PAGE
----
At Forbes, an article, Cardiac Critic, about cardiologist Steven E. Nissen.
On Wednesday, a panel of pediatricians will consider the safety of drugs like Ritalin and Adderall that are commonly used to treat attention deficit disorder. In a perspective published online Monday night in The New England Journal of Medicine, Nissen lays out his case that drugs such as Ritalin, Concerta and Adderall may cause potential risks to the heart that many patients don’t appreciate–and that these risks should be spelled out in a clear, black-box warning for consumers.
. . .
In the NEJM editorial, Nissen spins what he sees as the worrisome story of these drugs. Methamphetamine was originally developed in 1891 and was first widely used in World War II to help Luftwaffe pilots stay alert. Newer versions (including one of the active ingredients in Adderall) were introduced as appetite suppressants in the 1950s and were soon being used to treat ADHD, then a rarely diagnosed disorder that made it hard for kids to function in school.
No evidence of torture flights
A couple of months ago the BBC newscasts made a big to-do of “torture flights”, where the US allegedly flew foreign terrorists to countries where they could be tortured.
There is no evidence the US has used UK airspace for flights transferring terror suspects to countries where they could be tortured, the government says.
At the blogs
Smadanek takes a close look at NJ Budget – Expanding Health Insurance for Children. It comes to this:
Our state plan currently provides insurance for more than 3 times the estimated number of children living in poverty.
Or, in plain English, your taxes will go up.
Also at Betsy’s, Dr. Kauthammer takes on Fukuyama’s fabrication. Fukuyama — the “end of history” guy — has a new book to peddle and claims to have had an epiphany from hearing a speech by Dr. K, where supposedly Dr. K declared the Iraq war “a virtually unqualified success.”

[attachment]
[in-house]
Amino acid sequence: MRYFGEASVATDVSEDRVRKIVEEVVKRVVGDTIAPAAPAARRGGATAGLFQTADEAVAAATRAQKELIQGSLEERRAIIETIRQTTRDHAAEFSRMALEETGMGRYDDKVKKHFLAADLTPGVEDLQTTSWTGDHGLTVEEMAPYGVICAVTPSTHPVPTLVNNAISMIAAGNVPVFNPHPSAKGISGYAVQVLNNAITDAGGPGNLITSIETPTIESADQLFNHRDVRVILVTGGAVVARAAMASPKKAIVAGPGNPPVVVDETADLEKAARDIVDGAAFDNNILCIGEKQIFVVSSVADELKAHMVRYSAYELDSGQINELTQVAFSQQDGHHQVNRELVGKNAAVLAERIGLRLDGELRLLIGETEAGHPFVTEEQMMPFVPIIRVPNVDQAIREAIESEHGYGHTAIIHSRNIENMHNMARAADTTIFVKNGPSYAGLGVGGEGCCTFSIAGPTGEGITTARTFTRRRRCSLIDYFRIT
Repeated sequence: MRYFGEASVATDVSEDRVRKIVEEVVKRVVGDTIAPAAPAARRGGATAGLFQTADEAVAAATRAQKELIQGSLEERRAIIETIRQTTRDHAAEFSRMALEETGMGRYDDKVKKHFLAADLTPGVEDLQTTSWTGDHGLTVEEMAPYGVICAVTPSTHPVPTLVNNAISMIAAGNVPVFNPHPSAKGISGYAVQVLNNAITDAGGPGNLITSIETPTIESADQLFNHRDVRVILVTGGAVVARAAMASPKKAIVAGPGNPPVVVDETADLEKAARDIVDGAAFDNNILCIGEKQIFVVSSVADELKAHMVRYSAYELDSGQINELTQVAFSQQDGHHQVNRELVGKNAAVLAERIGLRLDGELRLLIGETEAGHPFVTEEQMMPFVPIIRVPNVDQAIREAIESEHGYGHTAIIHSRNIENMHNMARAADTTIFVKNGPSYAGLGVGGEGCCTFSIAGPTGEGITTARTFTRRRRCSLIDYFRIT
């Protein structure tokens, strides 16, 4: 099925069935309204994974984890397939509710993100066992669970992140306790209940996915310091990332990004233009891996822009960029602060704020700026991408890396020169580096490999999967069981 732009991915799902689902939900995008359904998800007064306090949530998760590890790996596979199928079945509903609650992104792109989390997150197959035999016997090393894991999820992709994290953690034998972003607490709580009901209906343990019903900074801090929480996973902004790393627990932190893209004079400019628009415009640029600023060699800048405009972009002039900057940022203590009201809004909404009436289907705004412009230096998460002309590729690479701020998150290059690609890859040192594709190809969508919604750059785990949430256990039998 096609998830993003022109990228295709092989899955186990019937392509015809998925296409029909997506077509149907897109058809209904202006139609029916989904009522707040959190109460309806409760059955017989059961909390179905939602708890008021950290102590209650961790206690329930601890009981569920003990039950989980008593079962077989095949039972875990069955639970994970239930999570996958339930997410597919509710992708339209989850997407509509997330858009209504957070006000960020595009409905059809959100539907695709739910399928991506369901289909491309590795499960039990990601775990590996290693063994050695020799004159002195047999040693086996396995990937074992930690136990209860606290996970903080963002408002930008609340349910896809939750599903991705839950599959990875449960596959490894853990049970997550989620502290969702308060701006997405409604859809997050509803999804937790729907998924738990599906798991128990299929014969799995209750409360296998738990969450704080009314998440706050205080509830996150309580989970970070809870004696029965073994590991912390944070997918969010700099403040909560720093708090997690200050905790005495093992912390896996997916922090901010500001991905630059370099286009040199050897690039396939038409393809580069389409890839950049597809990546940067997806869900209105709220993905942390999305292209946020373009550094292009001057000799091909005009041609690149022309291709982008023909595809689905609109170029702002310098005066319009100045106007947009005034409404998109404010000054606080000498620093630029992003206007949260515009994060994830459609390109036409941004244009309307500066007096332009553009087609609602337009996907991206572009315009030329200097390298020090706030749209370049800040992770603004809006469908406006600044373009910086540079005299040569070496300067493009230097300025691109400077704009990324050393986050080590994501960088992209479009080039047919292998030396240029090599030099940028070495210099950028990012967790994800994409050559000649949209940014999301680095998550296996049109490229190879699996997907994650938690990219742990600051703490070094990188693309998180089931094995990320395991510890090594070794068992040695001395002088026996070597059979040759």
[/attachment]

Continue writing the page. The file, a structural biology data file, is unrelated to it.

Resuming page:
Well, Fukuyama lied:
A convenient fabrication — it gives him a foil and the story drama — but a foolish one because it can be checked. The speech was given at the Washington Hilton before a full house, carried live on C-SPAN and then published by the American Enterprise Institute under its title “Democratic Realism: An American Foreign Policy for a Unipolar World.” (It can be read here.)
As indicated by the title, the speech was not about Iraq. It was a fairly theoretical critique of the four schools of American foreign policy: isolationism, liberal internationalism, realism and neoconservatism. The only successes I attributed to the Iraq War were two, and both self-evident: (1) that it had deposed Saddam Hussein and (2) that this had made other dictators think twice about the price of acquiring nuclear weapons, as evidenced by the fact that Gaddafi had turned over his secret nuclear program for dismantlement just months after Saddam’s fall (in fact, on the very week of Saddam’s capture).
In that entire 6,000-word lecture, I said not a single word about the course or conduct of the Iraq War. My only reference to the outcome of the war came toward the end of the lecture. Far from calling it an unqualified success, virtual or otherwise, I said quite bluntly that “it may be a bridge too far. Realists have been warning against the hubris of thinking we can transform an alien culture because of some postulated natural and universal human will to freedom. And they may yet be right.”
Louisiana Conservative takes on the food police, among others, in this Monday Night Bible Study.
Tired of tofu? Sick of salad? REVOLT! Eat What You Want and Die Like a Man will put you back in touch with your Inner Hog.
Paris Burning, Once Again, and today there’s a general strike. Small wonder Dutch NRC Handelsblad doesn’t like what it sees. Dave Cloud looks at the Hell no, we won’t work attitude, which makes Larry Kudlow want to Paddle the French Fanny in a g-rated sort of way. Update Watch today’s France2 Newscast and weep. More at Gateway Pundit.
Airbus Evacuates 873 People From A380 in 80 Seconds in Test. Now the question is, how many hours will it take for 873 people to get through customs?
Speaking of airplanes, Screeners at 21 airports failed to detect bomb components every time government investigators smuggled them through the checkpoints
Today’s video, sent by Maria, of course, the cutest, most annoying three year old to ever play the xylophone.